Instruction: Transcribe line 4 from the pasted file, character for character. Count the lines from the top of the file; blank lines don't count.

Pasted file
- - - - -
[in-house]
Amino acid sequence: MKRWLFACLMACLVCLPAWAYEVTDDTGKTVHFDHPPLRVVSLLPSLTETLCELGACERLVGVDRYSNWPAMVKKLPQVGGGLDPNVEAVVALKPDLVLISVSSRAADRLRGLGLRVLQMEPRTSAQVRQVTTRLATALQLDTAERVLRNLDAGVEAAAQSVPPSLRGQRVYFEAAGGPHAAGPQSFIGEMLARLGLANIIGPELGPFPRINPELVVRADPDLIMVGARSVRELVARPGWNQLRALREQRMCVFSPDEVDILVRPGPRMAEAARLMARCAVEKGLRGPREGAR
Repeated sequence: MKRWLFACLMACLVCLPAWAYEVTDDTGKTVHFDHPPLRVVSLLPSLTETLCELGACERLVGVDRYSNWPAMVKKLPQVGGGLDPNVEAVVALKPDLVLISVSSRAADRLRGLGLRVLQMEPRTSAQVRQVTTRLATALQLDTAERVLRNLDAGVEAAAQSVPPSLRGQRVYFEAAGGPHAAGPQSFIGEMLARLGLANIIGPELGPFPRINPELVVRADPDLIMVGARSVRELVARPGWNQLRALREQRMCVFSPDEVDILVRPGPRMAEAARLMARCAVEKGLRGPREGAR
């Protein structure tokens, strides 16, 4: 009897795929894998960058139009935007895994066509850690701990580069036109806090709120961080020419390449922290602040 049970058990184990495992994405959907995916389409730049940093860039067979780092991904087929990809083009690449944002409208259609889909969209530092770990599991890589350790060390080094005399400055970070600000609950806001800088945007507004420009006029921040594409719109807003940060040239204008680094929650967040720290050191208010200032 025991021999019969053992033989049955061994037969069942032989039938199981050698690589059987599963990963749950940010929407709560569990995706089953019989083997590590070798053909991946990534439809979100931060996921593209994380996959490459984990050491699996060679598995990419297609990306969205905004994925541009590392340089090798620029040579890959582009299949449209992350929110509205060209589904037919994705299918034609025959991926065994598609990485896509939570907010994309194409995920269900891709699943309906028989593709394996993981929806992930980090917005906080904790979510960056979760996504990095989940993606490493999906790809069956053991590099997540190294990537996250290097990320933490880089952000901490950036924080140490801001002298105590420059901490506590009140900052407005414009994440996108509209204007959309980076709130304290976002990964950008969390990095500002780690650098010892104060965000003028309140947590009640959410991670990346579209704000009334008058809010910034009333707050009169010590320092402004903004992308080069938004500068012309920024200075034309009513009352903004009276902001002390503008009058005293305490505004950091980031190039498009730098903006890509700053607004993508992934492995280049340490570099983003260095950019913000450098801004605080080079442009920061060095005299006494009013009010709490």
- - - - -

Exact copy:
């Protein structure tokens, strides 16, 4: 009897795929894998960058139009935007895994066509850690701990580069036109806090709120961080020419390449922290602040 049970058990184990495992994405959907995916389409730049940093860039067979780092991904087929990809083009690449944002409208259609889909969209530092770990599991890589350790060390080094005399400055970070600000609950806001800088945007507004420009006029921040594409719109807003940060040239204008680094929650967040720290050191208010200032 025991021999019969053992033989049955061994037969069942032989039938199981050698690589059987599963990963749950940010929407709560569990995706089953019989083997590590070798053909991946990534439809979100931060996921593209994380996959490459984990050491699996060679598995990419297609990306969205905004994925541009590392340089090798620029040579890959582009299949449209992350929110509205060209589904037919994705299918034609025959991926065994598609990485896509939570907010994309194409995920269900891709699943309906028989593709394996993981929806992930980090917005906080904790979510960056979760996504990095989940993606490493999906790809069956053991590099997540190294990537996250290097990320933490880089952000901490950036924080140490801001002298105590420059901490506590009140900052407005414009994440996108509209204007959309980076709130304290976002990964950008969390990095500002780690650098010892104060965000003028309140947590009640959410991670990346579209704000009334008058809010910034009333707050009169010590320092402004903004992308080069938004500068012309920024200075034309009513009352903004009276902001002390503008009058005293305490505004950091980031190039498009730098903006890509700053607004993508992934492995280049340490570099983003260095950019913000450098801004605080080079442009920061060095005299006494009013009010709490």